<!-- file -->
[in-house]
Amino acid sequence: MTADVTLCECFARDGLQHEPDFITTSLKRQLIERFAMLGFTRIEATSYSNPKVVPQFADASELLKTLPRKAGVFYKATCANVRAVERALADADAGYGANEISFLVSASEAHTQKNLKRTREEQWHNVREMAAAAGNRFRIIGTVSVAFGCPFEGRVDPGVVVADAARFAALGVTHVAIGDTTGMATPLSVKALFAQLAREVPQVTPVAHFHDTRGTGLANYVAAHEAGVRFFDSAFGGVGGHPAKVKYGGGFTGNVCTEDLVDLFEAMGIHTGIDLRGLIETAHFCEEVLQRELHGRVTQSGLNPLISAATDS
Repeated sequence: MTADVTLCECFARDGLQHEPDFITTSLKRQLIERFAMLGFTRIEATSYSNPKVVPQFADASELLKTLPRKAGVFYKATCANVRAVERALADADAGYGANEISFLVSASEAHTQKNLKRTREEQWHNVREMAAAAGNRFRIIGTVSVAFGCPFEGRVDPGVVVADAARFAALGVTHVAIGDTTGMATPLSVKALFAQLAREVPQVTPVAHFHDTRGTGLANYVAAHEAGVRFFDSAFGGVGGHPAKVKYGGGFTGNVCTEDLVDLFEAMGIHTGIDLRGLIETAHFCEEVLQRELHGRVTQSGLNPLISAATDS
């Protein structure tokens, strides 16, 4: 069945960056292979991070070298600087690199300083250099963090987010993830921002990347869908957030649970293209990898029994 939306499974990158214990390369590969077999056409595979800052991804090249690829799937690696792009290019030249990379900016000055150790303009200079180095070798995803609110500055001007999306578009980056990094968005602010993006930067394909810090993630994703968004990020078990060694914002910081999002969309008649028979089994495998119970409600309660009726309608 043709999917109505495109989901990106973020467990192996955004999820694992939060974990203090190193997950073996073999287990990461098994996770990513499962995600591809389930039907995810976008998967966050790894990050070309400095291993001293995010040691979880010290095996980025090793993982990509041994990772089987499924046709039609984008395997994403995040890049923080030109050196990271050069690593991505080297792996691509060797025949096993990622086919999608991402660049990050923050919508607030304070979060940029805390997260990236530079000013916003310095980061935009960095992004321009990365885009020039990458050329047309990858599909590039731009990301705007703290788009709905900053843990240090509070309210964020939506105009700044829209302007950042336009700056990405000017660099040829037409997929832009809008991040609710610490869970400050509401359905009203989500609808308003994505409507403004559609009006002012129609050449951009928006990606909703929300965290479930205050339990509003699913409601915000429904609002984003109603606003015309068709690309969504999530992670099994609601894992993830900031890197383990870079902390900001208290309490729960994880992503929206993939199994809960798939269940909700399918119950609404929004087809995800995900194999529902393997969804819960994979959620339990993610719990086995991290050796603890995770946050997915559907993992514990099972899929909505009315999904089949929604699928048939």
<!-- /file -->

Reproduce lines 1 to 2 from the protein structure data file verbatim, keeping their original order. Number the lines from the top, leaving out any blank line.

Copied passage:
[in-house]
Amino acid sequence: MTADVTLCECFARDGLQHEPDFITTSLKRQLIERFAMLGFTRIEATSYSNPKVVPQFADASELLKTLPRKAGVFYKATCANVRAVERALADADAGYGANEISFLVSASEAHTQKNLKRTREEQWHNVREMAAAAGNRFRIIGTVSVAFGCPFEGRVDPGVVVADAARFAALGVTHVAIGDTTGMATPLSVKALFAQLAREVPQVTPVAHFHDTRGTGLANYVAAHEAGVRFFDSAFGGVGGHPAKVKYGGGFTGNVCTEDLVDLFEAMGIHTGIDLRGLIETAHFCEEVLQRELHGRVTQSGLNPLISAATDS